How many people should be in the urban forest? A comparison of trail preferences of Vienna and Sapporo forest visitor segments

Arne Arnberger, Tetsuya Aikoh, Renate Eder, Yasushi Shoji, Taro Mieno

Research output: Contribution to journalArticlepeer-review

62 Scopus citations

Abstract

Differences in trail preferences for social conditions of visitors to forests in Vienna and Sapporo were investigated in 2006 using a standardised image-based stated choice approach. On-site visitors to two comparable peri-urban forests - the Lobau Forest in Vienna, Austria (n=373), and the Nopporo Forest in Sapporo, Japan (n=256) - evaluated the same sets of computer manipulated images depicting 128 trail scenarios with different levels of social stimulation. Latent class segmentations, in three sub-segments of similar sizes, differentiated by partly opposite preferences for social conditions, were derived for both samples. A positive contribution of social stimulation to preferences was found for about 17% of Nopporo and 9% of Lobau respondents, while for close to 50% of Lobau respondents and 38% of Nopporo respondents very low levels of social stimulation were preferred. The results indicate that urban forests should be managed for users with a desire for low social densities as well as a denser social setting providing some levels of social stimulation.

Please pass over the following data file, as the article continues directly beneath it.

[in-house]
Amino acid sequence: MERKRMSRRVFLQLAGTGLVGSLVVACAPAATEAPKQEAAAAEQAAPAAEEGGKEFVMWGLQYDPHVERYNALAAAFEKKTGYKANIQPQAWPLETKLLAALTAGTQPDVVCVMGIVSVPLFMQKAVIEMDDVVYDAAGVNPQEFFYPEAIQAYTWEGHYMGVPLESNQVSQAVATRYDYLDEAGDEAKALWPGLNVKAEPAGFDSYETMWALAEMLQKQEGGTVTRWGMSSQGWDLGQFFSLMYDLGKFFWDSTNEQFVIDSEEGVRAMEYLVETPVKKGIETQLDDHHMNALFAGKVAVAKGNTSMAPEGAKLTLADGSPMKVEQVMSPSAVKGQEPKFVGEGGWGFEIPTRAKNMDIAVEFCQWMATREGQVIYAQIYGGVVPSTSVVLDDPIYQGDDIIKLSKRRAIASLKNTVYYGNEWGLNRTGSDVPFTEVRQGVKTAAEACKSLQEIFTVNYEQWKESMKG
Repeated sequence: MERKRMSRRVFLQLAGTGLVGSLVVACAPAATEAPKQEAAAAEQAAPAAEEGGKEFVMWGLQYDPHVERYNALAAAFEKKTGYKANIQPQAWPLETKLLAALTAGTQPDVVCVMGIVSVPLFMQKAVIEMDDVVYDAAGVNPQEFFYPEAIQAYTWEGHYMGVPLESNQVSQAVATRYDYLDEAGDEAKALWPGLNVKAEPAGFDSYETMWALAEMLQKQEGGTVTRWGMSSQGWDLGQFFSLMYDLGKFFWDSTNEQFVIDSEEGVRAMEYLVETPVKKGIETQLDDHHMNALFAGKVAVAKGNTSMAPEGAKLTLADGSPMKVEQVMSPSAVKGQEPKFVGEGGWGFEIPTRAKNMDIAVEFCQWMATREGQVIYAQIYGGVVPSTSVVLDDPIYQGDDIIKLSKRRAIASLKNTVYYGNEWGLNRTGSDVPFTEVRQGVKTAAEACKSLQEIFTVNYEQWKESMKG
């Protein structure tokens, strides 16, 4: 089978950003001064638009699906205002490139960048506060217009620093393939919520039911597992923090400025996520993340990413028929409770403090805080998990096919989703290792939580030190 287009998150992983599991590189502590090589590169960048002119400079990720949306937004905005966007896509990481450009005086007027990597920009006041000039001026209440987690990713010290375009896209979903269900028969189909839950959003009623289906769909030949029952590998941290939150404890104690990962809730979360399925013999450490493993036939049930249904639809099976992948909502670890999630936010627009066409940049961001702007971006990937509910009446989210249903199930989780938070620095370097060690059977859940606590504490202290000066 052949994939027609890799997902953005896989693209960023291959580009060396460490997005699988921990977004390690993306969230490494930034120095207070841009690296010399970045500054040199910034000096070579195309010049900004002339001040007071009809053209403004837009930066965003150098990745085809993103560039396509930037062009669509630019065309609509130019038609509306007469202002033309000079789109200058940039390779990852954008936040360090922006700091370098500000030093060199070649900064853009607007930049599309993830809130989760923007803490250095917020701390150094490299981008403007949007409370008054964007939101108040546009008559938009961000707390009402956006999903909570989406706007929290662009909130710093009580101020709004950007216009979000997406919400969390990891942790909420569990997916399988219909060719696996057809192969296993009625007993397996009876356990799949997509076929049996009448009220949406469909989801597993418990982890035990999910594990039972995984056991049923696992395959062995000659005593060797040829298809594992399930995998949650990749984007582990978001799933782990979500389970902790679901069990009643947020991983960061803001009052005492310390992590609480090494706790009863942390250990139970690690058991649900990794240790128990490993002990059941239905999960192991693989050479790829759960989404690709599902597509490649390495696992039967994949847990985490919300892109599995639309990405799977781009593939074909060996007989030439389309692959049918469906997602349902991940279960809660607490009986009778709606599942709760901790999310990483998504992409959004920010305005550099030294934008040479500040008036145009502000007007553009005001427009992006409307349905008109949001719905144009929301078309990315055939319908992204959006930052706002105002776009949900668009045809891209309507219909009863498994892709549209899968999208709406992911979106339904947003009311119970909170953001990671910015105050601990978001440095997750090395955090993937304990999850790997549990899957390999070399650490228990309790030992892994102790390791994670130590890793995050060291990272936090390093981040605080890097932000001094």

Original languageEnglish (US)
Pages (from-to)215-225
Number of pages11
JournalUrban Forestry and Urban Greening
Volume9
Issue number3
DOIs
StatePublished - 2010
Externally publishedYes

Keywords

  • Crowding
  • Social stimulation
  • Stated choice
  • Trail use
  • Urban forest

ASJC Scopus subject areas

  • Forestry
  • Ecology
  • Soil Science

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